Dose escalation of paclitaxel with high-dose carboplatin using peripheral blood progenitor cell support in patients with advanced ovarian cancer Academic Article uri icon

Overview

MeSH Major

  • Antineoplastic Combined Chemotherapy Protocols
  • Hematopoietic Stem Cell Transplantation
  • Ovarian Neoplasms
  • Paclitaxel

abstract

  • A phase I study of escalating doses of paclitaxel (Taxol; Bristol-Myers Squibb Company, Princeton, NJ) given in combination with high-dose carboplatin was conducted to identify the antitumor efficacy and maximum tolerated dose of paclitaxel in patients who had received sequential cycles of paclitaxel/cyclophosphamide as prior treatment for ovarian carcinoma. Eighteen patients with advanced ovarian cancer were treated in this study. Induction therapy consisted of two cycles of cyclophosphamide 3.0 g/m2 plus high-dose paclitaxel 300 mg/m2 plus filgrastim and leukapheresis to harvest peripheral blood progenitor cells, followed by four courses of rapidly cycled high-dose carboplatin with planned dose escalation of paclitaxel (150, 200, 250, and 300 mg/m2) rescued with peripheral blood progenitor cells. The study was amended after accrual of 11 patients, and the remaining seven patients received a single cycle of induction therapy with paclitaxel/cyclophosphamide, followed by four courses of rapidly cycled high-dose carboplatin with planned dose escalation of paclitaxel through levels 200 and 250 mg/m2. All 18 patients have completed therapy. Of the 15 who are evaluable for response, the pathologic complete response was 33% (five of 15 patients). The administration of escalating doses of paclitaxel in combination with high-dose carboplatin following sequential cycles of paclitaxel/cyclophosphamide induction resulted in significant nonhematopoietic toxicity. Induction with a single cycle of paclitaxel/cyclophosphamide resulted in excellent progenitor cell mobilization, and significantly ameliorated the toxicity of this approach. The response rates thus far obtained are promising and warrant further evaluation.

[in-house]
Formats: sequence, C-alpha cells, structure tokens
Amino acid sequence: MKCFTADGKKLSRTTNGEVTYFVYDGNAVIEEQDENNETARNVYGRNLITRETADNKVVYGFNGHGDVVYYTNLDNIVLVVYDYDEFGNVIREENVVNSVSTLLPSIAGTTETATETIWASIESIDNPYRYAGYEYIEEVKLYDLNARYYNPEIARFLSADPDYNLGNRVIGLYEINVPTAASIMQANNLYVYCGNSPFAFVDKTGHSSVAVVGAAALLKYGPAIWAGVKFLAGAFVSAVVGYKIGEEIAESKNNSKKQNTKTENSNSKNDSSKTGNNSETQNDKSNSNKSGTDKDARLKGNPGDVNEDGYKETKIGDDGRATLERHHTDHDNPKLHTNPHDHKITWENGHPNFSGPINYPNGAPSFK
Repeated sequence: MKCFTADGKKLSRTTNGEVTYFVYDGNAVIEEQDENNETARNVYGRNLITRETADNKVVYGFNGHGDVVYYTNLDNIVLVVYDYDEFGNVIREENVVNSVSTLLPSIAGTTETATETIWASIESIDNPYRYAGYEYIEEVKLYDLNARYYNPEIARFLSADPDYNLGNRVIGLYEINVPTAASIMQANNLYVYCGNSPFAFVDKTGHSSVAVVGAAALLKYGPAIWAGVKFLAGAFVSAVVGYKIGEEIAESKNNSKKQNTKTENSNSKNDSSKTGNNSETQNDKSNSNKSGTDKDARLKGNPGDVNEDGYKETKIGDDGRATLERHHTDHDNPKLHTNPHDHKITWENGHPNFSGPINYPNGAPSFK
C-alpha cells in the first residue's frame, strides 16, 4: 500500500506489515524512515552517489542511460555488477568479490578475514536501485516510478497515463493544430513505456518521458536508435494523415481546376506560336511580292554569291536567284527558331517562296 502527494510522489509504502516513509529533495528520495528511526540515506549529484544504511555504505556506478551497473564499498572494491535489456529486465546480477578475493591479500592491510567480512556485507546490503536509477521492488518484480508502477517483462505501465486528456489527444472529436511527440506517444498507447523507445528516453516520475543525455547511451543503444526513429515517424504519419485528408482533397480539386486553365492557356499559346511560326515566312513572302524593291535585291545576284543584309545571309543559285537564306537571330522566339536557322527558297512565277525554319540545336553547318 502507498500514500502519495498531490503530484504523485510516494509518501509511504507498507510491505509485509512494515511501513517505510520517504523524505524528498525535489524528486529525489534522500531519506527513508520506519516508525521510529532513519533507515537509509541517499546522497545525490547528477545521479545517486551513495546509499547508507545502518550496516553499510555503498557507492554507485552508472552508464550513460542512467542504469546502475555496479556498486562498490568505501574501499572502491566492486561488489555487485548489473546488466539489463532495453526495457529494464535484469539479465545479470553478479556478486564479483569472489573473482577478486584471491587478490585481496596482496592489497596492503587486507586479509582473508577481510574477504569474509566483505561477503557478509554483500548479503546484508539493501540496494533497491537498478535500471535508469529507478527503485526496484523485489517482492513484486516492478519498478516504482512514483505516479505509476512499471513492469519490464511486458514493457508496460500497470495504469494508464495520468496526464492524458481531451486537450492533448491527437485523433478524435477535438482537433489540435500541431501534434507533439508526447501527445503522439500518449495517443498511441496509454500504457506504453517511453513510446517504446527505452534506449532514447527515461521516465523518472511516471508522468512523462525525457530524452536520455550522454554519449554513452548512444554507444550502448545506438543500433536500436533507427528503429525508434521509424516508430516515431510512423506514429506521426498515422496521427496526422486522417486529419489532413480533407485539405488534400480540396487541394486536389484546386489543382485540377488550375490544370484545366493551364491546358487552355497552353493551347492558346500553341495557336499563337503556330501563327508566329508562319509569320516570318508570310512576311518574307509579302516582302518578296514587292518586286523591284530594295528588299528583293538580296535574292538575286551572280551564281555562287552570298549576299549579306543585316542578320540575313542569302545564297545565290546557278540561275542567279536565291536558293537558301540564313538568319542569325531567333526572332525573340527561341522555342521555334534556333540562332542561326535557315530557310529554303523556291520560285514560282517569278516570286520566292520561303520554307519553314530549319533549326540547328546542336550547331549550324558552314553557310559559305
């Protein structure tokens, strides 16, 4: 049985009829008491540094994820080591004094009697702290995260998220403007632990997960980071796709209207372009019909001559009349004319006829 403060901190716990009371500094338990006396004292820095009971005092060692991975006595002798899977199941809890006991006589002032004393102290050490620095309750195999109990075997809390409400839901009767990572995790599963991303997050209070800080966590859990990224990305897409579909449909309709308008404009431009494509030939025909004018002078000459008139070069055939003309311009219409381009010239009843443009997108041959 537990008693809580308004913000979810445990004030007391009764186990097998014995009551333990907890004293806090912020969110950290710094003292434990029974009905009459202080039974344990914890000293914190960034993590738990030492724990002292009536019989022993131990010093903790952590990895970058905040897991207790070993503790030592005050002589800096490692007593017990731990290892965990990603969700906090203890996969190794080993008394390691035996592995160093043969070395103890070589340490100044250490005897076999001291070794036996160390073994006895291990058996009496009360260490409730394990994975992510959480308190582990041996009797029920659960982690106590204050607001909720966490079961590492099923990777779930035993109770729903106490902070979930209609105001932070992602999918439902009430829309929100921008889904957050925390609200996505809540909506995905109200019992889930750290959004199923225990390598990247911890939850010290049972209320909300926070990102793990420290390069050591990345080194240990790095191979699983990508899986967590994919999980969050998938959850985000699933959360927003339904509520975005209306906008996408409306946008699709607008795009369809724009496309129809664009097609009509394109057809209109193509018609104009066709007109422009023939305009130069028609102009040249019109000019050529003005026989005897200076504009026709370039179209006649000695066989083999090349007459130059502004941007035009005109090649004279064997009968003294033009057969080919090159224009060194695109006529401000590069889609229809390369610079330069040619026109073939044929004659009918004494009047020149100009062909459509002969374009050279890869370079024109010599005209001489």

publication date

  • March 22, 1997

Research

keywords

  • Academic Article

Identity

Language

  • eng

PubMed ID

  • 9045332

Additional Document Info

start page

  • S2

end page

  • 26-S2-30

volume

  • 24

number

  • 1 SUPPL. 2